Column Classic: Deadhead

By Lisa Scottoline

Of course I read the obituaries.

I can’t be the only one.

I do it every morning, in two newspapers, before I start to work. It takes a lotu of time. I know, it sounds like stalling, but it’s more like praying.

You’ll see what I mean.

And it’s not as if I started reading them recently, now that it’s likelier I’ll die than find a date.

In truth, I’ve read obits all my life, even as a kid.

I never saw them as being about deaths. I saw them as being about people, and I love people.

In other words, it’s not a death story. It’s a life story.

I’m always struck by how accomplished people are, and what they’ve done in their lives that’s benefited me, only I didn’t know it. For example, today I read an obit of a doctor who was one of the first to link smoking to cancer. I owe that guy, though I ever knew him. I nagged my father to quit, and he did. I nagged Mother Mary to quit, but she didn’t until she got and survived throat cancer.

Did I mention she’s stubborn?

I read another obit, of a real estate developer who changed the skyline of my beloved hometown, Philadelphia, and was also responsible for one of my favorite works of art, the giant Clothespin by Claes Oldenburg, which sits in front of the office building where I used to work.

I owe that guy, too.

I used to love to look out of my office window at that sculpture. It’s a brown clothespin that’s ten stories tall, and it made me smile, every day. Because of it, I bought a book about Claes Oldenburg and learned about his life and his art. So the least I can do is take the time to read about the man who introduced me to Claes Oldenburg and send him a mental thank-you note.

I always read the obits of soldiers. I owe it to them, each and every one of them. They’re so young, and they’re out there day and night, putting their very lives on the line while I make dinner or walk the dogs or pour coffee. The obits are the stories of their lives and their accomplishments, which are the greatest and most unselfish of all.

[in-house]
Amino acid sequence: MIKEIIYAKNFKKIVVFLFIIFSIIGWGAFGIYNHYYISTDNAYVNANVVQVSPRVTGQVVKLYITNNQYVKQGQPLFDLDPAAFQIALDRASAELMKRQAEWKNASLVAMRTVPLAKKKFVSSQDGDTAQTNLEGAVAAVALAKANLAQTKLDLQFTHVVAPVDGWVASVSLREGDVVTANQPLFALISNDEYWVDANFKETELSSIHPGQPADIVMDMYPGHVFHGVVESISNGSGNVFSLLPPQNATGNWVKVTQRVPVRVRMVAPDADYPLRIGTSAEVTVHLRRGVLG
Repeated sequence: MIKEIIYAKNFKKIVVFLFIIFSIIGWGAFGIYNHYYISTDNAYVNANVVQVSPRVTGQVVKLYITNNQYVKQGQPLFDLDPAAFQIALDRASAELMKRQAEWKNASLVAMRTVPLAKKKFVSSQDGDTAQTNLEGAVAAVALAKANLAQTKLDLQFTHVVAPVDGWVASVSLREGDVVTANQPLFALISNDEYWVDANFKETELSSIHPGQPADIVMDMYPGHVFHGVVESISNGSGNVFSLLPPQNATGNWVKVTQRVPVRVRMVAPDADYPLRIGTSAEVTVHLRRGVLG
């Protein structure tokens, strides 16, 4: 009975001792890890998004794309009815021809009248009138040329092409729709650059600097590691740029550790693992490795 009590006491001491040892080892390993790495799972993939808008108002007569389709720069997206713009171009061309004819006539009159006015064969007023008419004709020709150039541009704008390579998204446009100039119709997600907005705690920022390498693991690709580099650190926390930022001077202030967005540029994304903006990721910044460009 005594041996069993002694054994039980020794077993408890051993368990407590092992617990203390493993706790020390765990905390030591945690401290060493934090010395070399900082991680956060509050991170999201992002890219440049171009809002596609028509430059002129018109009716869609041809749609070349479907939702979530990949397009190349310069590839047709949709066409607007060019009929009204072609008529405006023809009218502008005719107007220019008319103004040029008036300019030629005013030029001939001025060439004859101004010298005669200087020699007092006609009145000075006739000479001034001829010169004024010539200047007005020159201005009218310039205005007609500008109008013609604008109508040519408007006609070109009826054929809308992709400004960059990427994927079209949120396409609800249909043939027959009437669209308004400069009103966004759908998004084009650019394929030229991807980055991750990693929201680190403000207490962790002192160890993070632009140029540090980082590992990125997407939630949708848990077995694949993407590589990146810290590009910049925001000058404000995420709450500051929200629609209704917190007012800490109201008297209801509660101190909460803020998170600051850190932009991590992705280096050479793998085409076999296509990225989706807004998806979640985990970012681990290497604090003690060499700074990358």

Sacrificing one’s life for another.

But not every obit is of a soldier or a famous doctor, and that’s precisely the point. Lots of obits are of cooks, dentists, teachers, and mechanics. Every death matters, because every life matters.

Everybody owes somebody for something.

For example, I read an obit today about a high school English teacher. I can’t imagine how many people owe her. Hundreds, maybe thousands, in all her years of teaching. I also read an obit of a fire captain who trained new firefighters at the fire academy. This was a man who saved lives, and who taught others to save lives. How many people owe him?


In our own lives, whom do we owe? Mother, father, daughter, sister, brother, aunt, teacher, doctor, girlfriend. It’s all in the obits. Each one tells the story of a human life, and of a family’s love. I look at the notices, I see the names. Grieved by grandchildren and great-grandchildren. Greatly missed by his father. Survived by a beloved wife.

It sounds simple to say, almost simplistic, but all of us are connected by love and by gratitude.

And the proof, its very particulars, are the obits.

It’s true that I’m a little sad after I finish the obits.

Sometimes the pictures break my heart.

The faces smile at the camera, grinning at someone they love, happy and alive.

They’re me.

And I remember how lucky I am, every morning.

How lucky we all are, in each other.

Past, present, and even future.

All of us.


Copyright Lisa Scottoline

In Praise of Dillon Helbig

By Lisa Scottoline

Do you know who Dillon Helbig is?

Well, I’ll tell you.

Because I’m betting that one day his will be a household name.